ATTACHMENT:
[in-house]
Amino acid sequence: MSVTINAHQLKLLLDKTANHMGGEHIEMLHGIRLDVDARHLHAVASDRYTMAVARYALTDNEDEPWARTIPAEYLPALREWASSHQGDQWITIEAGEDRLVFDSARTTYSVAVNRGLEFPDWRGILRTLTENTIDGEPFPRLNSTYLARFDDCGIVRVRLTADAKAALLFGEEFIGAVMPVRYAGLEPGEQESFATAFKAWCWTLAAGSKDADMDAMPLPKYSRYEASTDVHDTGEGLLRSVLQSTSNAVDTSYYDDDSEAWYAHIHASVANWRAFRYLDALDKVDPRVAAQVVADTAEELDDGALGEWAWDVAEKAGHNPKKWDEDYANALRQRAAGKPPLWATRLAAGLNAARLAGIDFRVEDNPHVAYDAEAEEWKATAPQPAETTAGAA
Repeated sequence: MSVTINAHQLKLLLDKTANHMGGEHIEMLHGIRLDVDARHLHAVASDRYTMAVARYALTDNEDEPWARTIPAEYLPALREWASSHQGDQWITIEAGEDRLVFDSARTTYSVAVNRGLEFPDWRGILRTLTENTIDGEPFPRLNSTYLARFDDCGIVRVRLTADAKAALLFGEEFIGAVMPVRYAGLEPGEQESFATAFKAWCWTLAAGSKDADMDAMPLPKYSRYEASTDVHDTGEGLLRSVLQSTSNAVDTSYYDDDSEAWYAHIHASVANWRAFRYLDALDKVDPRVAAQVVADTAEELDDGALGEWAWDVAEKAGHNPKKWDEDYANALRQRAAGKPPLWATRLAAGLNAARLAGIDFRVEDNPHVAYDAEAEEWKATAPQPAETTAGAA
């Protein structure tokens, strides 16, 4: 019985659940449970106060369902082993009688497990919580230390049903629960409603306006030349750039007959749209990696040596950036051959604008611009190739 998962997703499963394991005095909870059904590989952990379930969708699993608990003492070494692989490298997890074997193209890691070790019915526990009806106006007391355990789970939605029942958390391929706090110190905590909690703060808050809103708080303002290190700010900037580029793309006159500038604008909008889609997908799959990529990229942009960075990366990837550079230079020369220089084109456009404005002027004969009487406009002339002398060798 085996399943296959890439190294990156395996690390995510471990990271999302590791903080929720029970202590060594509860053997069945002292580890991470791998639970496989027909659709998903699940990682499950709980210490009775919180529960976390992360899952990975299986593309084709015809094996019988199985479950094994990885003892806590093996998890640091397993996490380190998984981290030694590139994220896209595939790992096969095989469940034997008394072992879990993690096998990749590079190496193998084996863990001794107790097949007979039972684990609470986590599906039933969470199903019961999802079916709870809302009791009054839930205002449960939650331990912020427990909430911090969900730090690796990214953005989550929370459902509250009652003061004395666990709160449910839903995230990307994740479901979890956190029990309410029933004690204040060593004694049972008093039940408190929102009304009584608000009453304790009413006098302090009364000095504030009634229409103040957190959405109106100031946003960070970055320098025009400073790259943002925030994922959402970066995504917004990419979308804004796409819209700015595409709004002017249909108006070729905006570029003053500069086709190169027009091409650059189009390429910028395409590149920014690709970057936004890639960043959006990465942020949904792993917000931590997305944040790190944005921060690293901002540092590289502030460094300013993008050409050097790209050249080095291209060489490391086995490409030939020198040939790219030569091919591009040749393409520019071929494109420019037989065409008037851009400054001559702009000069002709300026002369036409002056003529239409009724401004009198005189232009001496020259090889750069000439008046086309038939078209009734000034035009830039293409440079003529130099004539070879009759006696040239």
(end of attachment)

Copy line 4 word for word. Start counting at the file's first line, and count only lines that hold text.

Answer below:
């Protein structure tokens, strides 16, 4: 019985659940449970106060369902082993009688497990919580230390049903629960409603306006030349750039007959749209990696040596950036051959604008611009190739 998962997703499963394991005095909870059904590989952990379930969708699993608990003492070494692989490298997890074997193209890691070790019915526990009806106006007391355990789970939605029942958390391929706090110190905590909690703060808050809103708080303002290190700010900037580029793309006159500038604008909008889609997908799959990529990229942009960075990366990837550079230079020369220089084109456009404005002027004969009487406009002339002398060798 085996399943296959890439190294990156395996690390995510471990990271999302590791903080929720029970202590060594509860053997069945002292580890991470791998639970496989027909659709998903699940990682499950709980210490009775919180529960976390992360899952990975299986593309084709015809094996019988199985479950094994990885003892806590093996998890640091397993996490380190998984981290030694590139994220896209595939790992096969095989469940034997008394072992879990993690096998990749590079190496193998084996863990001794107790097949007979039972684990609470986590599906039933969470199903019961999802079916709870809302009791009054839930205002449960939650331990912020427990909430911090969900730090690796990214953005989550929370459902509250009652003061004395666990709160449910839903995230990307994740479901979890956190029990309410029933004690204040060593004694049972008093039940408190929102009304009584608000009453304790009413006098302090009364000095504030009634229409103040957190959405109106100031946003960070970055320098025009400073790259943002925030994922959402970066995504917004990419979308804004796409819209700015595409709004002017249909108006070729905006570029003053500069086709190169027009091409650059189009390429910028395409590149920014690709970057936004890639960043959006990465942020949904792993917000931590997305944040790190944005921060690293901002540092590289502030460094300013993008050409050097790209050249080095291209060489490391086995490409030939020198040939790219030569091919591009040749393409520019071929494109420019037989065409008037851009400054001559702009000069002709300026002369036409002056003529239409009724401004009198005189232009001496020259090889750069000439008046086309038939078209009734000034035009830039293409440079003529130099004539070879009759006696040239």